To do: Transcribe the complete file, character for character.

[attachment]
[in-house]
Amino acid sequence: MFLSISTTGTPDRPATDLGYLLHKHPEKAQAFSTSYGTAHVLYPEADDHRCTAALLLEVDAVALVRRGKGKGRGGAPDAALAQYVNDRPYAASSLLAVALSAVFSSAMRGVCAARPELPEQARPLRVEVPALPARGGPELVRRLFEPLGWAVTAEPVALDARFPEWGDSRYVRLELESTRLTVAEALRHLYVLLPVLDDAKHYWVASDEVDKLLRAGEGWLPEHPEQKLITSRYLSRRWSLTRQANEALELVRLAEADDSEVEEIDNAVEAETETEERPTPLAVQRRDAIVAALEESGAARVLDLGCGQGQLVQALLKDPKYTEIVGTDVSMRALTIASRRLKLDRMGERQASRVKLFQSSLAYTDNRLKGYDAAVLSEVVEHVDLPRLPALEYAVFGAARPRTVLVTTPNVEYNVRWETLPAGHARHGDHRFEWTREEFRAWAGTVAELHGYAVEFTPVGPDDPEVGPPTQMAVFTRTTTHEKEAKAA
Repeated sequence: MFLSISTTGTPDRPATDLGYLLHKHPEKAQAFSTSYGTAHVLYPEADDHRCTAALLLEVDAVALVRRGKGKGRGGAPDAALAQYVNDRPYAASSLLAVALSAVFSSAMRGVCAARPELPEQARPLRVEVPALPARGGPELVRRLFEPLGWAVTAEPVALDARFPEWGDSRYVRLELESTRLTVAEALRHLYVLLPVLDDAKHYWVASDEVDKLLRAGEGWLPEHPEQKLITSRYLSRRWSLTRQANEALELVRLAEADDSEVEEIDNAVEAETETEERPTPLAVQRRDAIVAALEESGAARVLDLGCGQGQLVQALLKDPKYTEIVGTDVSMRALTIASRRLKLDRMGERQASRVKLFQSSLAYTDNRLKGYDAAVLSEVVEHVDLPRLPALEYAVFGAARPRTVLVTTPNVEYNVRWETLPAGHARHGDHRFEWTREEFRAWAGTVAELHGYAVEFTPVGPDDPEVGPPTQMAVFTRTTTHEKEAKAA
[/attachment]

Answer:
[in-house]
Amino acid sequence: MFLSISTTGTPDRPATDLGYLLHKHPEKAQAFSTSYGTAHVLYPEADDHRCTAALLLEVDAVALVRRGKGKGRGGAPDAALAQYVNDRPYAASSLLAVALSAVFSSAMRGVCAARPELPEQARPLRVEVPALPARGGPELVRRLFEPLGWAVTAEPVALDARFPEWGDSRYVRLELESTRLTVAEALRHLYVLLPVLDDAKHYWVASDEVDKLLRAGEGWLPEHPEQKLITSRYLSRRWSLTRQANEALELVRLAEADDSEVEEIDNAVEAETETEERPTPLAVQRRDAIVAALEESGAARVLDLGCGQGQLVQALLKDPKYTEIVGTDVSMRALTIASRRLKLDRMGERQASRVKLFQSSLAYTDNRLKGYDAAVLSEVVEHVDLPRLPALEYAVFGAARPRTVLVTTPNVEYNVRWETLPAGHARHGDHRFEWTREEFRAWAGTVAELHGYAVEFTPVGPDDPEVGPPTQMAVFTRTTTHEKEAKAA
Repeated sequence: MFLSISTTGTPDRPATDLGYLLHKHPEKAQAFSTSYGTAHVLYPEADDHRCTAALLLEVDAVALVRRGKGKGRGGAPDAALAQYVNDRPYAASSLLAVALSAVFSSAMRGVCAARPELPEQARPLRVEVPALPARGGPELVRRLFEPLGWAVTAEPVALDARFPEWGDSRYVRLELESTRLTVAEALRHLYVLLPVLDDAKHYWVASDEVDKLLRAGEGWLPEHPEQKLITSRYLSRRWSLTRQANEALELVRLAEADDSEVEEIDNAVEAETETEERPTPLAVQRRDAIVAALEESGAARVLDLGCGQGQLVQALLKDPKYTEIVGTDVSMRALTIASRRLKLDRMGERQASRVKLFQSSLAYTDNRLKGYDAAVLSEVVEHVDLPRLPALEYAVFGAARPRTVLVTTPNVEYNVRWETLPAGHARHGDHRFEWTREEFRAWAGTVAELHGYAVEFTPVGPDDPEVGPPTQMAVFTRTTTHEKEAKAA